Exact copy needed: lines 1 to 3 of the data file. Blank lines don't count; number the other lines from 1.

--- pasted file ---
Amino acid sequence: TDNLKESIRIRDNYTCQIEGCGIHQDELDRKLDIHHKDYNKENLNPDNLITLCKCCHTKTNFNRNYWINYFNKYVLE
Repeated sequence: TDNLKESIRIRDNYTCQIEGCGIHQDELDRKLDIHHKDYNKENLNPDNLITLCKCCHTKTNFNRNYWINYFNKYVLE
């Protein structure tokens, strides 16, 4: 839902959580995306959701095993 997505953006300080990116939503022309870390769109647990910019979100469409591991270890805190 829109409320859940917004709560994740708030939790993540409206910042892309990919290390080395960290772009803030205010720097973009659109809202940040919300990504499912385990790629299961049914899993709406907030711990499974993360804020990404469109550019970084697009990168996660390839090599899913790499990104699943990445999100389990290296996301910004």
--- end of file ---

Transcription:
Amino acid sequence: TDNLKESIRIRDNYTCQIEGCGIHQDELDRKLDIHHKDYNKENLNPDNLITLCKCCHTKTNFNRNYWINYFNKYVLE
Repeated sequence: TDNLKESIRIRDNYTCQIEGCGIHQDELDRKLDIHHKDYNKENLNPDNLITLCKCCHTKTNFNRNYWINYFNKYVLE
């Protein structure tokens, strides 16, 4: 839902959580995306959701095993 997505953006300080990116939503022309870390769109647990910019979100469409591991270890805190 829109409320859940917004709560994740708030939790993540409206910042892309990919290390080395960290772009803030205010720097973009659109809202940040919300990504499912385990790629299961049914899993709406907030711990499974993360804020990404469109550019970084697009990168996660390839090599899913790499990104699943990445999100389990290296996301910004």